The fix: A good radial system.
Radial wires are installed like the spokes of a wheel, outward from the grounded side of your antenna's feedpoint. They can be cut to a quarter-wave length for every band you plan to operate (if your antenna is a multiband vertical) or – and this is more practical – to whatever length is convenient to fit into the space you have. Mind you, this goes only for a ground-mounted vertical in an area with normal to good soil conductivity. If you are mounting a vertical over quartz rock with almost no soil, the tuned radials might be necessary. If you are in the USA Midwest with its rich soil, you can probably get by with random length radials in your ground-mounted system. The reason is that conductive soil pretty much detunes the radials anyway, so there is nothing to be gained by carefully measuring them. In fact, since most of the RF current will be flowing right near the feedpoint, it makes sense to provide it with a low resistance path there, close to the antenna.
Why? Think of the formula power dissipated = current squared times resistance. The higher the resistance in the ground, the more power will be dissipated as heat. You don't want that! What you want is for most of the power to be used to make contacts with other stations. The earthworms will be happier, too, because they don't need the extra heat. If most of the current flows in the ground near the antenna, then THAT is where you need to put the most radial wire. I have always simplified this concept when teaching about vertical antennas by using the following practical example:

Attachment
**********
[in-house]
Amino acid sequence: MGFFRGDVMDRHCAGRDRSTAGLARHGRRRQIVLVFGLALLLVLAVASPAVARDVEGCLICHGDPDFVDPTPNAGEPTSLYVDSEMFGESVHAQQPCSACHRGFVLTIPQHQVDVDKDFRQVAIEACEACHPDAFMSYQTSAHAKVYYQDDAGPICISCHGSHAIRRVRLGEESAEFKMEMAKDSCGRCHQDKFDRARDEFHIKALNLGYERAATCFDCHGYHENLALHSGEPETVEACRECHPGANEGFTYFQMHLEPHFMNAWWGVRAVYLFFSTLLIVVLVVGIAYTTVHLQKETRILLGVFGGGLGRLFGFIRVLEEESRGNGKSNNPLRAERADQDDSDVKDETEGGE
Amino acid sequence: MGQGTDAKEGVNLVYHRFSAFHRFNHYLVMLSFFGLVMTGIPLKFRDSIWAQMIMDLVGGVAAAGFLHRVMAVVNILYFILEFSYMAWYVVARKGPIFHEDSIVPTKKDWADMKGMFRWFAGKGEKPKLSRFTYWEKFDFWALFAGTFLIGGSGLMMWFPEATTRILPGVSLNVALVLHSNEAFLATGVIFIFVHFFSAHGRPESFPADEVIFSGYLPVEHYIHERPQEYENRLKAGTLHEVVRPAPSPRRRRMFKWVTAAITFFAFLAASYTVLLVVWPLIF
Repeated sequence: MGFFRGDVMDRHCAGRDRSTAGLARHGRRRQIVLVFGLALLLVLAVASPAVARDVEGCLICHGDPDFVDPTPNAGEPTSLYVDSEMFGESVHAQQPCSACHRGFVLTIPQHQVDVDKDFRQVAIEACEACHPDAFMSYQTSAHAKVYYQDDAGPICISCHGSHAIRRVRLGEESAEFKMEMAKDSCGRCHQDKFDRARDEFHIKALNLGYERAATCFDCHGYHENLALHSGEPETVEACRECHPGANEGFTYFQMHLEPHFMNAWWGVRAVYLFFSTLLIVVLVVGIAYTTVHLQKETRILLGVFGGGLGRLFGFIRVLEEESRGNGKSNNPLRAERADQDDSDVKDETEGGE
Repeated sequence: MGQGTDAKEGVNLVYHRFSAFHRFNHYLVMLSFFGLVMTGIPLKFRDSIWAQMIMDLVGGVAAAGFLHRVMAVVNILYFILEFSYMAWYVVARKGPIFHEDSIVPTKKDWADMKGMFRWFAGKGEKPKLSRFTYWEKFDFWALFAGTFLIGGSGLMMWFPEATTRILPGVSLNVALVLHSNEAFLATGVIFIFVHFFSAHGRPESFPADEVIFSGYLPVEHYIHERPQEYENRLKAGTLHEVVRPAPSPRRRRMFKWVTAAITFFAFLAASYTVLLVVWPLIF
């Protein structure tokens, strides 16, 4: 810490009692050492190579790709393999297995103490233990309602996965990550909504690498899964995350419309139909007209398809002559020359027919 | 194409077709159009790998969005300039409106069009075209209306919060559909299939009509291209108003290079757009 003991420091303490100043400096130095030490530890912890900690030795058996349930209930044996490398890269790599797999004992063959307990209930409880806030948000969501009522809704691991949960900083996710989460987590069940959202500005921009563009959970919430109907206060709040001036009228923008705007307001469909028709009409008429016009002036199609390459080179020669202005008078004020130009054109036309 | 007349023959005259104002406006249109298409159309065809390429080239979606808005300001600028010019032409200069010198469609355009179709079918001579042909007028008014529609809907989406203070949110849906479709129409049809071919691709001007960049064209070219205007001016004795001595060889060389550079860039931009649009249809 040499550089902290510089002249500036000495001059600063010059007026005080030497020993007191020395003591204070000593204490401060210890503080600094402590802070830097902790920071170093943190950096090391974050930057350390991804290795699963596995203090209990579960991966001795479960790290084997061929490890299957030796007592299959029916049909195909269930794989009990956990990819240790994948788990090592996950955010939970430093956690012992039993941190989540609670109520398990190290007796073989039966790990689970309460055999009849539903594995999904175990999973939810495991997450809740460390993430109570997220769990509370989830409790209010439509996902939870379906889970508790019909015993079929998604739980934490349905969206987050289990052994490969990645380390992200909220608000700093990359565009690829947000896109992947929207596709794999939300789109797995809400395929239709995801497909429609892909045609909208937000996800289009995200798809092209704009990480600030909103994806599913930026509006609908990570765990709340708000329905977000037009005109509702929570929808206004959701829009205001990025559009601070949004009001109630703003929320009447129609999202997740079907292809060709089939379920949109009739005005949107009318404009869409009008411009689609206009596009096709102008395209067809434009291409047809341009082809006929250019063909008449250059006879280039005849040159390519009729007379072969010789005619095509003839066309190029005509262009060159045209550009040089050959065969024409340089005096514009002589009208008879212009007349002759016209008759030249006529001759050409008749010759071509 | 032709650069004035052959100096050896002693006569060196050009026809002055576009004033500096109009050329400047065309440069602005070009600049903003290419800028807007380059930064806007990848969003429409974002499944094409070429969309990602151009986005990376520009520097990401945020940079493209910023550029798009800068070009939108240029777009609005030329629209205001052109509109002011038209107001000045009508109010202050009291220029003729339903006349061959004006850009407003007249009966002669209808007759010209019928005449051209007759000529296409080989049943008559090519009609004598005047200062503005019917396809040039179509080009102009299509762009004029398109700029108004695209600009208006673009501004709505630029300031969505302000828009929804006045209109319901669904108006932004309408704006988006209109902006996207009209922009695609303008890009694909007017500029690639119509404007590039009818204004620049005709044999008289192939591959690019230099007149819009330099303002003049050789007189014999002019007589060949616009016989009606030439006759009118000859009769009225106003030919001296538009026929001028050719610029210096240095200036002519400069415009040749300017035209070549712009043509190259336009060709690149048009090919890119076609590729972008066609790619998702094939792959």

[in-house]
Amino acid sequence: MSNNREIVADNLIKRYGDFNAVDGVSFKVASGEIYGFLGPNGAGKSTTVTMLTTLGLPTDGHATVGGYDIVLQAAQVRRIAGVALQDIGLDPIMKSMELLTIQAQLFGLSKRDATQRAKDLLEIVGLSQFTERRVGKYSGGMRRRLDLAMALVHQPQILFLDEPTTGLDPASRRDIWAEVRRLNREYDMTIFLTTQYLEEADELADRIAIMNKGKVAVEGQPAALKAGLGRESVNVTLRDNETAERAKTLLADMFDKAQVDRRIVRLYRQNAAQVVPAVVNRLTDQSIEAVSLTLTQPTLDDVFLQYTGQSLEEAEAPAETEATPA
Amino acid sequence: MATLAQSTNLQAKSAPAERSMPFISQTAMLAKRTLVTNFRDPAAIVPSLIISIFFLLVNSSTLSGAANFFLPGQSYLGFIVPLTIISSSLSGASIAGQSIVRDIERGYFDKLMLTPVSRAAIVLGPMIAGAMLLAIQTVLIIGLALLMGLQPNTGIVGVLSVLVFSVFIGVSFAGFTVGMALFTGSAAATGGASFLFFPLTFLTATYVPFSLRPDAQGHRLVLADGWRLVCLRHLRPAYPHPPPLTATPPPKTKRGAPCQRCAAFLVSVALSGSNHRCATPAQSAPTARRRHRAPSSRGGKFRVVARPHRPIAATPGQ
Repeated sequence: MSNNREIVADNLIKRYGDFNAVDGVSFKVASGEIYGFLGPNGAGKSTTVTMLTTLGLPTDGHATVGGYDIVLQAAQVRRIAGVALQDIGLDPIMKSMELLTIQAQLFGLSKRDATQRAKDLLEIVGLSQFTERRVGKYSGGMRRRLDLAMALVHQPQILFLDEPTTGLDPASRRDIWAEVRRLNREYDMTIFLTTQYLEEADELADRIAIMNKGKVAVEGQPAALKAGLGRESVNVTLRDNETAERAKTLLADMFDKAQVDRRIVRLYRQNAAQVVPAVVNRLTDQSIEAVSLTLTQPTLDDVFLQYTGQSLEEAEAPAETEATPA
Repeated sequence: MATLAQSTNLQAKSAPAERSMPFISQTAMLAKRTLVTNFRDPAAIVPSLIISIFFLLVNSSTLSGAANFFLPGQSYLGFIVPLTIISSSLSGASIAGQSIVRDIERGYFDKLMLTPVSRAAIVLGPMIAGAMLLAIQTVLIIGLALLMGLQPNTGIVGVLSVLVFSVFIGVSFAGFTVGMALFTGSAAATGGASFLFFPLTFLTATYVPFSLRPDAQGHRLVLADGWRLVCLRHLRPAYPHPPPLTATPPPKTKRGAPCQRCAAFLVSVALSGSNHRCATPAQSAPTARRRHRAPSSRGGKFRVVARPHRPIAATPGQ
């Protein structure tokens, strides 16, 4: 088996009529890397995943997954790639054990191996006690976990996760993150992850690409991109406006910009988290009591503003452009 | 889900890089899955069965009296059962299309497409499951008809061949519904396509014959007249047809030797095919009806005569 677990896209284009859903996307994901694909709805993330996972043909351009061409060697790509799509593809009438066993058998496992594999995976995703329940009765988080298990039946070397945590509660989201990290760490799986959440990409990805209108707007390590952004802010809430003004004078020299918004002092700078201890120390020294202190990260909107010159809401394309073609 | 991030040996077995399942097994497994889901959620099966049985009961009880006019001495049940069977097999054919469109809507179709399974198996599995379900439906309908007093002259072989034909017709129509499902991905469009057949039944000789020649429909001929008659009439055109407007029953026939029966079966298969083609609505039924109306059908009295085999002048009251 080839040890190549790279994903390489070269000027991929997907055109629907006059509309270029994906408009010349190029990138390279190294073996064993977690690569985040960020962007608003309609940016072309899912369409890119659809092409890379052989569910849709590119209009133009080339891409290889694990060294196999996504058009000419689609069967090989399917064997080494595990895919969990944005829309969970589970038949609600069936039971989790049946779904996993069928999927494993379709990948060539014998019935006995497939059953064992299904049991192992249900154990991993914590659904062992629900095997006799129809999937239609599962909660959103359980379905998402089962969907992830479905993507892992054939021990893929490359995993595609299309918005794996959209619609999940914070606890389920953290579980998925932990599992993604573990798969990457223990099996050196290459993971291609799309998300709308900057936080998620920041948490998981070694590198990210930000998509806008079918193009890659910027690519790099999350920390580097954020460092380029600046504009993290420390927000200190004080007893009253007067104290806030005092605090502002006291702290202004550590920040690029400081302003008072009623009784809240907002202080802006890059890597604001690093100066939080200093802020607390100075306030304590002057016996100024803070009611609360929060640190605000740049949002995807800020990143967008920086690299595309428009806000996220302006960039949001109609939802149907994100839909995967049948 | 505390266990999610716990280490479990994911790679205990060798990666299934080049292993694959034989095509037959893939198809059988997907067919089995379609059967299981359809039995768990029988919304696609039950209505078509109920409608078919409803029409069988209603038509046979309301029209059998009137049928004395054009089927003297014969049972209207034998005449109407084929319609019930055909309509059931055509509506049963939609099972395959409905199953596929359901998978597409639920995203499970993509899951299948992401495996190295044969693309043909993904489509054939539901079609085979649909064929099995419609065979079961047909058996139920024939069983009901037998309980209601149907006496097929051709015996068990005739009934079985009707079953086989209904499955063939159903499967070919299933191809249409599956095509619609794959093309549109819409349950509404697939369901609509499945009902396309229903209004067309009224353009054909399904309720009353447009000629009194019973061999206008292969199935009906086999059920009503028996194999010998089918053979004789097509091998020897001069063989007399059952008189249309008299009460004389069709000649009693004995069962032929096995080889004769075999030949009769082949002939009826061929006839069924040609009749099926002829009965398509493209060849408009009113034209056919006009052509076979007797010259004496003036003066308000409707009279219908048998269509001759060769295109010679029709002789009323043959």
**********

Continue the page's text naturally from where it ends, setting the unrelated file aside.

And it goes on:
You have a coil of wire to use for radials. It is 100 feet long and will provide the radial system for your 20 meter band quarter-wave vertical. The question is which of these choices would be better:
A. One long radial that uses all 100 feet of wire.
B. Two 50 foot radials running in opposite directions.
C. Three 33 foot radials spaced 120 degrees apart.
D. Five 20 foot radials spaced at 72 degrees apart.

If you were thinking about losses near the feedpoint, you would probably pick answer D. The reason is that you are putting more wire near where the loss is actually happening! In fact, the thing with radials is “the more, the better”, not “the longer the better”. Of course you would not want to go to extremes and assume that 100 one-foot radials would work. But in the real world, you want to get more wire down in the ground near the feedpoint. A dozen radials work better than four.